Daily Soy–Catfish–Anchovy–Rice (SCAR) Porridge Increases 25(OH)D Serum Levels in Tuberculosis Patients with Vitamin D Receptor Gene Polymorphisms

Dina Keumala Sari, Ridha Dharmajaya, Mutiara Indah Sari, Dewi Masyithah Darlan


BACKGROUND: The presence of vitamin D receptor (VDR) polymorphism and high levels of inflammatory markers are predisposing factors indicating disease progression and malnutrition. To meet nutritional needs in maintaining nutritional status in tuberculosis patients with VDR gene polymorphisms (TaqI or FokI), food that is easily absorbed and high in vitamin D, calcium, and protein is needed. This study was conducted to determine whether high vitamin D and calcium porridge called soy–catfish–anchovy–rice (SCAR) porridge would increase 25(OH)D serum levels and other parameters, including calcium, albumin, high-sensivity C-reactive protein (hs-CRP), and blood glucose serum levels.

METHODS: The study was a parallel, open, clinical trial. There were 22 subjects in the intervention (I) group who received 50 g of SCAR porridge once per day along with dietary counseling, and 21 subjects in the control (C) group who only received dietary counseling. All subjects with TC and CC (TaqI) or TC and CC (FokI) genotype were included in this study. The intervention lasted for 14 days, and the parameters such as 25(OH)D, calcium, albumin, hs-CRP, and blood glucose serum levels were assessed before and after intervention between groups.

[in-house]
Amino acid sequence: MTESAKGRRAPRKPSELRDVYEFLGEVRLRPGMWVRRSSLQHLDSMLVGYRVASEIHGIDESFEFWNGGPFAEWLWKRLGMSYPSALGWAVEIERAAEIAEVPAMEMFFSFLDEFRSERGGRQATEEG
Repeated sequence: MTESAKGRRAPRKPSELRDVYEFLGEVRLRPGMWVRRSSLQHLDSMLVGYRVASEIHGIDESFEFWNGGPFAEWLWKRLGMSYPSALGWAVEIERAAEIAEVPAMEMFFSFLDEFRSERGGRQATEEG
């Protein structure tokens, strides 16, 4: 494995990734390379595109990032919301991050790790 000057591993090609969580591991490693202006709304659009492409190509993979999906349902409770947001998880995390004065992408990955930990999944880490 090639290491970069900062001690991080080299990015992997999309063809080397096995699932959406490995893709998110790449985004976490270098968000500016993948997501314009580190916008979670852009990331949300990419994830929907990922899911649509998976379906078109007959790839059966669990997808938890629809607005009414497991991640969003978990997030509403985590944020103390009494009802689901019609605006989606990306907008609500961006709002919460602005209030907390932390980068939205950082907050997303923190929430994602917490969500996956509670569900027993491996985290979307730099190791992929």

RESULTS: All subjects in both groups completed the study. After 14 days of intervention, there was a significant increase in 25(OH)D (p=0.01) and decrease in hs-CRP (p=0.02) serum levels in the I group, and no change was observed in the C group. There was no significant difference in albumin and blood glucose serum levels.

CONCLUSION: The results show that 50 g of SCAR porridge per day for 14 days is an effective supplementation that can increase 25(OH)D and decrease hs-CRP serum levels in tuberculosis patients with VDR gene polymorphism.

KEYWORDS: vitamin D, hs-CRP, polymorphism, porridge

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DOI: https://doi.org/10.18585/inabj.v13i4.1725

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